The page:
Name change to Calvin University requires new merchandise and renovations


Photo by Jonathan Boer

Calvin University merchandise will be added to the campus store in stages, while still selling some Calvin College apparel for nostalgic people, even after Calvin’s switch from College to University on July 10.

The name Calvin College displays itself in a multitude of ways across campus. Nametags, banners, bulletin boards, glass etchings, elaborate wall lighting, lecterns, envelopes and certain school newspapers all bear the name. Not to mention, a myriad of merchandise including: fluffy sweatshirts, stocking hats, Gryffindor-esque neckties, ballpoint pens, golf tees and snazzy tree ornaments proudly exhibit the words as well.

Chimes already explored the outdoor signage situation. Scheduled to change on John Calvin’s birthday, July 10, 2019 are 82 of the 140 entrance and path signs.

But what about the store merchandise? Follet, the company that handles the merchandise, plans to phase out the old Calvin College apparel and accessories and add in the Calvin University things. No information could be attained regarding a possible Calvin College blowout sale or about how long Calvin College merchandise will still be sold. For now, it looks as though there is plenty of time to grab those comfy geometrical CC socks well into the 2020 school year.

Items go through the Learfield Licensing program to be ready for sale. In order to be stocked by the ceremony on July 10, many Calvin University commodities are being produced as we speak.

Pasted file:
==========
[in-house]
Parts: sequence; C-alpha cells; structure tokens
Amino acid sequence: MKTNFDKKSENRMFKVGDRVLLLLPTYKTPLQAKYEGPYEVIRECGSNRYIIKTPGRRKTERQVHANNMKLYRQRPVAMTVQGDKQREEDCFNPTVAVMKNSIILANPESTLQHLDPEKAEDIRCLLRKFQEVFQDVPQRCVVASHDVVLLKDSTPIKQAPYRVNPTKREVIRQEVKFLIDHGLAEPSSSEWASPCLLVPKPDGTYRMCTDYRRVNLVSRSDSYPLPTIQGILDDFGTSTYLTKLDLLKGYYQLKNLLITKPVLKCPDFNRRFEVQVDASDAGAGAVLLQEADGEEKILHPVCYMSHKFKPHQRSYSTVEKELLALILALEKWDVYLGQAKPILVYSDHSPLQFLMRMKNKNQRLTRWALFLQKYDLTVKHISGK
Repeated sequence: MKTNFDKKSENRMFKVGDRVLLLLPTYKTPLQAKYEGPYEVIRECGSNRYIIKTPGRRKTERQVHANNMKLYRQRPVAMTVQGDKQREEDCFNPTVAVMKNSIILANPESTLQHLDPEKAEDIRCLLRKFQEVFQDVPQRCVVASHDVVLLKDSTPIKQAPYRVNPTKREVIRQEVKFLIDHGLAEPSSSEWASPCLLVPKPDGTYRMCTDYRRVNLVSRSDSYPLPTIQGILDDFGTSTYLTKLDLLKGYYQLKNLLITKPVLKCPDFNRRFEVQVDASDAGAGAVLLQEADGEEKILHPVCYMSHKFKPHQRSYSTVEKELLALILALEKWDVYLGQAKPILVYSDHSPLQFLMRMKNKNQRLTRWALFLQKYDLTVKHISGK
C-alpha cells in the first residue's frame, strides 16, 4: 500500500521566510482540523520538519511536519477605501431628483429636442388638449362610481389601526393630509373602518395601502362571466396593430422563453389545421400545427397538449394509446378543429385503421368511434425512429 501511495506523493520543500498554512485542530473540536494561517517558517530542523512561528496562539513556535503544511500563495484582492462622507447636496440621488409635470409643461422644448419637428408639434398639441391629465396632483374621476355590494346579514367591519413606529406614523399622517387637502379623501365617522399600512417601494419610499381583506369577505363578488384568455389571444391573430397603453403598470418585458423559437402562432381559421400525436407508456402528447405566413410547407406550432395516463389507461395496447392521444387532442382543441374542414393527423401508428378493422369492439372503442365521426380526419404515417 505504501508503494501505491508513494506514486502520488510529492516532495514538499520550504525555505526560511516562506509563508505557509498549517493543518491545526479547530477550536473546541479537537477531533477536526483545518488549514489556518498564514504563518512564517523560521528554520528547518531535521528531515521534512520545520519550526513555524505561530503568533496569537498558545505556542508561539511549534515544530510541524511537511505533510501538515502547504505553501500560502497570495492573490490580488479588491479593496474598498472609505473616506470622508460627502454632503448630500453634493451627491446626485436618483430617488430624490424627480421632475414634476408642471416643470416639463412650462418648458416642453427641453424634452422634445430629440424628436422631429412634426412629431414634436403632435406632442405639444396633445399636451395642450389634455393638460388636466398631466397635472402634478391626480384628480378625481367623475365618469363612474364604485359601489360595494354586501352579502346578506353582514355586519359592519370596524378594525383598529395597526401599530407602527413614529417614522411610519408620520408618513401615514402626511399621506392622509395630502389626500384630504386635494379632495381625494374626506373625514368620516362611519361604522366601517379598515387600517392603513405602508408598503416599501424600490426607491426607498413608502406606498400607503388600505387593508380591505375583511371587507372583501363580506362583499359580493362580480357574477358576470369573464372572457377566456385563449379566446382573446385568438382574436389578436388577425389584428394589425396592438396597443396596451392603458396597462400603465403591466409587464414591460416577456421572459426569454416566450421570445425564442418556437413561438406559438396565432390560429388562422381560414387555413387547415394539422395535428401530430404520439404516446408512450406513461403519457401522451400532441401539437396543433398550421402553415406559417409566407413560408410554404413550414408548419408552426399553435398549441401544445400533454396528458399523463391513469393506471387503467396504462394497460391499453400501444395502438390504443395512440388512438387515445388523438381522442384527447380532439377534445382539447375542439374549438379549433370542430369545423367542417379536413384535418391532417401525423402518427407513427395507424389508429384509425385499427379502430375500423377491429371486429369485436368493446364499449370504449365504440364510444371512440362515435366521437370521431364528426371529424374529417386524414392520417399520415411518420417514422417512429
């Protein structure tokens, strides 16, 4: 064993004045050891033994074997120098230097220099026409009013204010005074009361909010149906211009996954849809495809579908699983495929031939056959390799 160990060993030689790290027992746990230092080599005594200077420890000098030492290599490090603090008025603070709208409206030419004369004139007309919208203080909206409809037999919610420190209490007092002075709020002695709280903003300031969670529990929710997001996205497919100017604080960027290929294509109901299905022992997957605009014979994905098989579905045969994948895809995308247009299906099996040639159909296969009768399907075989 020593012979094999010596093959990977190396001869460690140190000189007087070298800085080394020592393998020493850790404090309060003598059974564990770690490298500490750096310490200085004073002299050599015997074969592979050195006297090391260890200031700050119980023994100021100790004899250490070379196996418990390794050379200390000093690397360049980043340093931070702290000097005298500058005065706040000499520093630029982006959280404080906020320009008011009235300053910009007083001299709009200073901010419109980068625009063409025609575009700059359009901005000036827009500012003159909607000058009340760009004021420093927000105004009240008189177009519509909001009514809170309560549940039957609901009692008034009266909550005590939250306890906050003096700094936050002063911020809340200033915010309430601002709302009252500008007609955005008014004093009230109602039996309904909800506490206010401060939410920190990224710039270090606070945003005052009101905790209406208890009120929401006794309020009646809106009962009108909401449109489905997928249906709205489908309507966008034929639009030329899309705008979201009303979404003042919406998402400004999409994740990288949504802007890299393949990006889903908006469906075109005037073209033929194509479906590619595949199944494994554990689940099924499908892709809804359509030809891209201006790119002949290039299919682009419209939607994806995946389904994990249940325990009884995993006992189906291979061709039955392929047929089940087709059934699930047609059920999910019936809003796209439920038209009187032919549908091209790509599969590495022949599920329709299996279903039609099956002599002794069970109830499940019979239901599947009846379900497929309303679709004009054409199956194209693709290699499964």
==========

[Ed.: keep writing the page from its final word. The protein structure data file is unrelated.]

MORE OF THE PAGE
The other Calvin College name holders pose another issue. Tim Ellens, Director of Communications & Brand Steward works on the problem. “Departments gave me an inventory of everything that has to change,” he reassured.

Ellens’ extensive spreadsheet categorizes things within and outside of each department’s budget and lists each item in prioritized order of when it should be substituted. The renovations supposed to be the most expensive, like the Burton entrance sign, will be funded by a few donors. The Burton Street sign is one of the higher-up priorities since “graduates can take their picture by the sign,” Ellens said.

The physical renovations for each department will happen in time, including changing the wall decorations in the recently renovated religion department.

“Things facing our external audience: envelopes, newsletters, official communications, banners, nametags,” will be the first things to change, according to Ellens. Student ID cards and functional equipment don’t really need a massive change since Calvin is “trying to be good stewards of the money,” Ellens said.

However, Calvin will not be changing its entire administrative structure by July 10. “July 10 is just the name change. Over the next few years, the college will figure out how to live into being a university,” Ellens said.

July 10 will bring out not only new products but also a pleasant remembrance of Calvin’s heritage. Ellens postulated, “July 10 will be fairly low key, giving thanks to God for his faithfulness over the years, not a lot of fanfare.”

The way Calvin introduces its new line of CU items will be different compared to other colleges.

“Dordt is being a lot louder about their transition. They’re bringing a whole new brand to play. They are already selling new Dordt University gear,” said Ellens.

Lastly, according to Ellens, Calvin University stands as the final name for the school. Although some have suggested “John Calvin University” as a catchier option, Ellens felt that “the JCU acronym would no longer make Calvin distinct.” As addressed on, other institutions also bear the acronym JCU.

Calvin University will forever change the merchandise and decorations for this institution, but primarily by just changing the one word on existing designs.